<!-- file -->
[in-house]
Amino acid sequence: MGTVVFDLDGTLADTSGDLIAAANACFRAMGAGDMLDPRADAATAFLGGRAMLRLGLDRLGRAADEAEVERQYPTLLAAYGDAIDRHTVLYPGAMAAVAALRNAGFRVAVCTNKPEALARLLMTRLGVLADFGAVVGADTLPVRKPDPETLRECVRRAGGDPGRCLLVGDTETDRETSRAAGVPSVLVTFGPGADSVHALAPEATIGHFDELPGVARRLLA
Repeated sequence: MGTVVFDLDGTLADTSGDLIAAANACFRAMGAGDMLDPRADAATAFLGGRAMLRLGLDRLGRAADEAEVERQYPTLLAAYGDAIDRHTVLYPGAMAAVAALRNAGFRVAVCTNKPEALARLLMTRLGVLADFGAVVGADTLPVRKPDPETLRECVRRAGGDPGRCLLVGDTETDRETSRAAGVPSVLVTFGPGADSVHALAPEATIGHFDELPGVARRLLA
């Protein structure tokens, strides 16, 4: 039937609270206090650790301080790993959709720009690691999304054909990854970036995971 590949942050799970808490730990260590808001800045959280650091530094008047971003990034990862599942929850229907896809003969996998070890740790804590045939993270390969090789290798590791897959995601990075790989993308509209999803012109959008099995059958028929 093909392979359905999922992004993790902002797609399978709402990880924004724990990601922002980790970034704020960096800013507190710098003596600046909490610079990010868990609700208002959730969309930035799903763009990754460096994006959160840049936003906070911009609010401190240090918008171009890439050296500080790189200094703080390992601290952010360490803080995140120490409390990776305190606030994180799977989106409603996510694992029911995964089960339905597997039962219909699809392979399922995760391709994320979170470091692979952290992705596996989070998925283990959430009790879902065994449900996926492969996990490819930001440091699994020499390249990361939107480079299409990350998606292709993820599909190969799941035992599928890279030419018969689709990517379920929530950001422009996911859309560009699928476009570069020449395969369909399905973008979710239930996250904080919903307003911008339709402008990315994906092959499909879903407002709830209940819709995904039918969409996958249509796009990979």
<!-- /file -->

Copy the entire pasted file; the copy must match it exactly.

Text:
[in-house]
Amino acid sequence: MGTVVFDLDGTLADTSGDLIAAANACFRAMGAGDMLDPRADAATAFLGGRAMLRLGLDRLGRAADEAEVERQYPTLLAAYGDAIDRHTVLYPGAMAAVAALRNAGFRVAVCTNKPEALARLLMTRLGVLADFGAVVGADTLPVRKPDPETLRECVRRAGGDPGRCLLVGDTETDRETSRAAGVPSVLVTFGPGADSVHALAPEATIGHFDELPGVARRLLA
Repeated sequence: MGTVVFDLDGTLADTSGDLIAAANACFRAMGAGDMLDPRADAATAFLGGRAMLRLGLDRLGRAADEAEVERQYPTLLAAYGDAIDRHTVLYPGAMAAVAALRNAGFRVAVCTNKPEALARLLMTRLGVLADFGAVVGADTLPVRKPDPETLRECVRRAGGDPGRCLLVGDTETDRETSRAAGVPSVLVTFGPGADSVHALAPEATIGHFDELPGVARRLLA
């Protein structure tokens, strides 16, 4: 039937609270206090650790301080790993959709720009690691999304054909990854970036995971 590949942050799970808490730990260590808001800045959280650091530094008047971003990034990862599942929850229907896809003969996998070890740790804590045939993270390969090789290798590791897959995601990075790989993308509209999803012109959008099995059958028929 093909392979359905999922992004993790902002797609399978709402990880924004724990990601922002980790970034704020960096800013507190710098003596600046909490610079990010868990609700208002959730969309930035799903763009990754460096994006959160840049936003906070911009609010401190240090918008171009890439050296500080790189200094703080390992601290952010360490803080995140120490409390990776305190606030994180799977989106409603996510694992029911995964089960339905597997039962219909699809392979399922995760391709994320979170470091692979952290992705596996989070998925283990959430009790879902065994449900996926492969996990490819930001440091699994020499390249990361939107480079299409990350998606292709993820599909190969799941035992599928890279030419018969689709990517379920929530950001422009996911859309560009699928476009570069020449395969369909399905973008979710239930996250904080919903307003911008339709402008990315994906092959499909879903407002709830209940819709995904039918969409996958249509796009990979």